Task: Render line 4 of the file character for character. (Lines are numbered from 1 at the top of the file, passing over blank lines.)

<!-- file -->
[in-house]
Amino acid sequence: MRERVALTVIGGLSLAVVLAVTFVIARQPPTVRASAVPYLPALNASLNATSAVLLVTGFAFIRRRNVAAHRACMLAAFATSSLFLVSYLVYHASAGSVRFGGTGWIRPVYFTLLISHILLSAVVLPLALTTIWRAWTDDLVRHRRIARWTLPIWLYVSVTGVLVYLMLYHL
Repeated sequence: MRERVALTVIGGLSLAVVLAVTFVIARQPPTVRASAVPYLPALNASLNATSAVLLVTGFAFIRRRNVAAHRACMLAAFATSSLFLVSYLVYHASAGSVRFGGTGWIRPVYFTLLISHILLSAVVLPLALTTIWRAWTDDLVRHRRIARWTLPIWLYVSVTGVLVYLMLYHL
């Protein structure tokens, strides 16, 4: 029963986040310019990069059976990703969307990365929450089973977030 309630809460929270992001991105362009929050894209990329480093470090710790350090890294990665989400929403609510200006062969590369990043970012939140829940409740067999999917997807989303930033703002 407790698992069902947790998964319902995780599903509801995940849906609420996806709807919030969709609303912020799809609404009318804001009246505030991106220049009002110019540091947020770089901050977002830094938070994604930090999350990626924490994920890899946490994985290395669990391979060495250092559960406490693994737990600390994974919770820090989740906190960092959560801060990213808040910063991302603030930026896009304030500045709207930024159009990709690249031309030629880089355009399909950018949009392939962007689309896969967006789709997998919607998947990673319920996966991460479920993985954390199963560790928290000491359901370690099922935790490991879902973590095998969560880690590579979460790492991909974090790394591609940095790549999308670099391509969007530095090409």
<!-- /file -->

């Protein structure tokens, strides 16, 4: 029963986040310019990069059976990703969307990365929450089973977030 309630809460929270992001991105362009929050894209990329480093470090710790350090890294990665989400929403609510200006062969590369990043970012939140829940409740067999999917997807989303930033703002 407790698992069902947790998964319902995780599903509801995940849906609420996806709807919030969709609303912020799809609404009318804001009246505030991106220049009002110019540091947020770089901050977002830094938070994604930090999350990626924490994920890899946490994985290395669990391979060495250092559960406490693994737990600390994974919770820090989740906190960092959560801060990213808040910063991302603030930026896009304030500045709207930024159009990709690249031309030629880089355009399909950018949009392939962007689309896969967006789709997998919607998947990673319920996966991460479920993985954390199963560790928290000491359901370690099922935790490991879902973590095998969560880690590579979460790492991909974090790394591609940095790549999308670099391509969007530095090409």